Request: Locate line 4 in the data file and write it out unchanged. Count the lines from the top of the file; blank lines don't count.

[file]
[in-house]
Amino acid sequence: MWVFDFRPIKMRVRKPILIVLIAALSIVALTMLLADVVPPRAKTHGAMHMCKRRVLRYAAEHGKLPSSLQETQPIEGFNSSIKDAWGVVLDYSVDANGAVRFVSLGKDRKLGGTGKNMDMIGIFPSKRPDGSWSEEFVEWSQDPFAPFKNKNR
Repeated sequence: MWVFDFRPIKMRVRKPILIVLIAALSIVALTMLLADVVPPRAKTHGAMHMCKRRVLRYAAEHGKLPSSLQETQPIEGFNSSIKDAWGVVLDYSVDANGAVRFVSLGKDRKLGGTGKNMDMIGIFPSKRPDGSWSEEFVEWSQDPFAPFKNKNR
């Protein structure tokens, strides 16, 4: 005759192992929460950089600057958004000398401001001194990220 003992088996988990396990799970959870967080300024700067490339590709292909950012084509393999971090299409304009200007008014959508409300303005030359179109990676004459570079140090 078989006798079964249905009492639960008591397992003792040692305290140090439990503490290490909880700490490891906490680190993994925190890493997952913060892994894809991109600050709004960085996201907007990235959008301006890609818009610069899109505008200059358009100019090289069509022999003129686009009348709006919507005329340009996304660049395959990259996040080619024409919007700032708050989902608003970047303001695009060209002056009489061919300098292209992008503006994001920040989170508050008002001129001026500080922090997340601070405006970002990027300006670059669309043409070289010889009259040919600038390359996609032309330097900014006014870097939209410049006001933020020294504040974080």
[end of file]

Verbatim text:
């Protein structure tokens, strides 16, 4: 005759192992929460950089600057958004000398401001001194990220 003992088996988990396990799970959870967080300024700067490339590709292909950012084509393999971090299409304009200007008014959508409300303005030359179109990676004459570079140090 078989006798079964249905009492639960008591397992003792040692305290140090439990503490290490909880700490490891906490680190993994925190890493997952913060892994894809991109600050709004960085996201907007990235959008301006890609818009610069899109505008200059358009100019090289069509022999003129686009009348709006919507005329340009996304660049395959990259996040080619024409919007700032708050989902608003970047303001695009060209002056009489061919300098292209992008503006994001920040989170508050008002001129001026500080922090997340601070405006970002990027300006670059669309043409070289010889009259040919600038390359996609032309330097900014006014870097939209410049006001933020020294504040974080």